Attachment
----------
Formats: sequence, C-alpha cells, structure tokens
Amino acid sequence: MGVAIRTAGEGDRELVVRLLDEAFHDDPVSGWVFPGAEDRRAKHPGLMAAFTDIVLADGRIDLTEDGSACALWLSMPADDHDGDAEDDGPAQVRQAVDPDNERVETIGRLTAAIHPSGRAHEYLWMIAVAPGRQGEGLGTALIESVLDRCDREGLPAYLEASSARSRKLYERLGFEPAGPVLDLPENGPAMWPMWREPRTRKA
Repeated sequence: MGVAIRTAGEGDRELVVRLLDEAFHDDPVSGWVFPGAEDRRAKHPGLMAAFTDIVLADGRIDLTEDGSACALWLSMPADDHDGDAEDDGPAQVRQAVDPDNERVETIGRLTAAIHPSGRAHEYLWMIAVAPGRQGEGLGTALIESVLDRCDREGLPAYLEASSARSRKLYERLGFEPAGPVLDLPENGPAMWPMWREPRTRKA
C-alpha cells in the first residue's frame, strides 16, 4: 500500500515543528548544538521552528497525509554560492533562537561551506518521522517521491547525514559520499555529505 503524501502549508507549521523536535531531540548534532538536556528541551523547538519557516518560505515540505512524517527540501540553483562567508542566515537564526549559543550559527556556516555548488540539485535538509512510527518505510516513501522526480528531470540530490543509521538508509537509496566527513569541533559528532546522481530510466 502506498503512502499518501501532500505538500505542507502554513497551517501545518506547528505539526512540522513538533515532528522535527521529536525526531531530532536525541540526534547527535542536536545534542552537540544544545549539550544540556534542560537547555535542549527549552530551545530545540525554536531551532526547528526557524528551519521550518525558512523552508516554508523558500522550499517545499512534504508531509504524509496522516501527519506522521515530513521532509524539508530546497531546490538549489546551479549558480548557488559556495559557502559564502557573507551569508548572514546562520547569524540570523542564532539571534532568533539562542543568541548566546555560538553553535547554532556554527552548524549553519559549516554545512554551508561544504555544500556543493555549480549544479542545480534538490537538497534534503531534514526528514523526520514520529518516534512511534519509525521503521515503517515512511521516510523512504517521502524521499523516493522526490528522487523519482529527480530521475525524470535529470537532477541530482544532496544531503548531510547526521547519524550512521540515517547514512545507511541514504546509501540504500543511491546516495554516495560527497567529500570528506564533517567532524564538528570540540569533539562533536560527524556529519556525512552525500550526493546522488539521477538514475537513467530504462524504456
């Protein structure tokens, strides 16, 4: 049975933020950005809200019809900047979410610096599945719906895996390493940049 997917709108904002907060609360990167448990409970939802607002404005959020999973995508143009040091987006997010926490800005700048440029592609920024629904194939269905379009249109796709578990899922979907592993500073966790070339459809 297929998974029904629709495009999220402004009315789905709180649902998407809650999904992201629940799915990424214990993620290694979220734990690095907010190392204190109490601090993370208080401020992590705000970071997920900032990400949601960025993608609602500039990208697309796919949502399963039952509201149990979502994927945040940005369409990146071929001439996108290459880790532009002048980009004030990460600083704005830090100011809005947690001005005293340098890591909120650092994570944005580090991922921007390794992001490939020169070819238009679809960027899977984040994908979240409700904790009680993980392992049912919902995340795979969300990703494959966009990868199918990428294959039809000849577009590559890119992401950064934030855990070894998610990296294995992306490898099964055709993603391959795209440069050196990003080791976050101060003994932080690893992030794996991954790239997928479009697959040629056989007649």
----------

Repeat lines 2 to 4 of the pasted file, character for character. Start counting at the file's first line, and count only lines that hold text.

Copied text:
Amino acid sequence: MGVAIRTAGEGDRELVVRLLDEAFHDDPVSGWVFPGAEDRRAKHPGLMAAFTDIVLADGRIDLTEDGSACALWLSMPADDHDGDAEDDGPAQVRQAVDPDNERVETIGRLTAAIHPSGRAHEYLWMIAVAPGRQGEGLGTALIESVLDRCDREGLPAYLEASSARSRKLYERLGFEPAGPVLDLPENGPAMWPMWREPRTRKA
Repeated sequence: MGVAIRTAGEGDRELVVRLLDEAFHDDPVSGWVFPGAEDRRAKHPGLMAAFTDIVLADGRIDLTEDGSACALWLSMPADDHDGDAEDDGPAQVRQAVDPDNERVETIGRLTAAIHPSGRAHEYLWMIAVAPGRQGEGLGTALIESVLDRCDREGLPAYLEASSARSRKLYERLGFEPAGPVLDLPENGPAMWPMWREPRTRKA
C-alpha cells in the first residue's frame, strides 16, 4: 500500500515543528548544538521552528497525509554560492533562537561551506518521522517521491547525514559520499555529505 503524501502549508507549521523536535531531540548534532538536556528541551523547538519557516518560505515540505512524517527540501540553483562567508542566515537564526549559543550559527556556516555548488540539485535538509512510527518505510516513501522526480528531470540530490543509521538508509537509496566527513569541533559528532546522481530510466 502506498503512502499518501501532500505538500505542507502554513497551517501545518506547528505539526512540522513538533515532528522535527521529536525526531531530532536525541540526534547527535542536536545534542552537540544544545549539550544540556534542560537547555535542549527549552530551545530545540525554536531551532526547528526557524528551519521550518525558512523552508516554508523558500522550499517545499512534504508531509504524509496522516501527519506522521515530513521532509524539508530546497531546490538549489546551479549558480548557488559556495559557502559564502557573507551569508548572514546562520547569524540570523542564532539571534532568533539562542543568541548566546555560538553553535547554532556554527552548524549553519559549516554545512554551508561544504555544500556543493555549480549544479542545480534538490537538497534534503531534514526528514523526520514520529518516534512511534519509525521503521515503517515512511521516510523512504517521502524521499523516493522526490528522487523519482529527480530521475525524470535529470537532477541530482544532496544531503548531510547526521547519524550512521540515517547514512545507511541514504546509501540504500543511491546516495554516495560527497567529500570528506564533517567532524564538528570540540569533539562533536560527524556529519556525512552525500550526493546522488539521477538514475537513467530504462524504456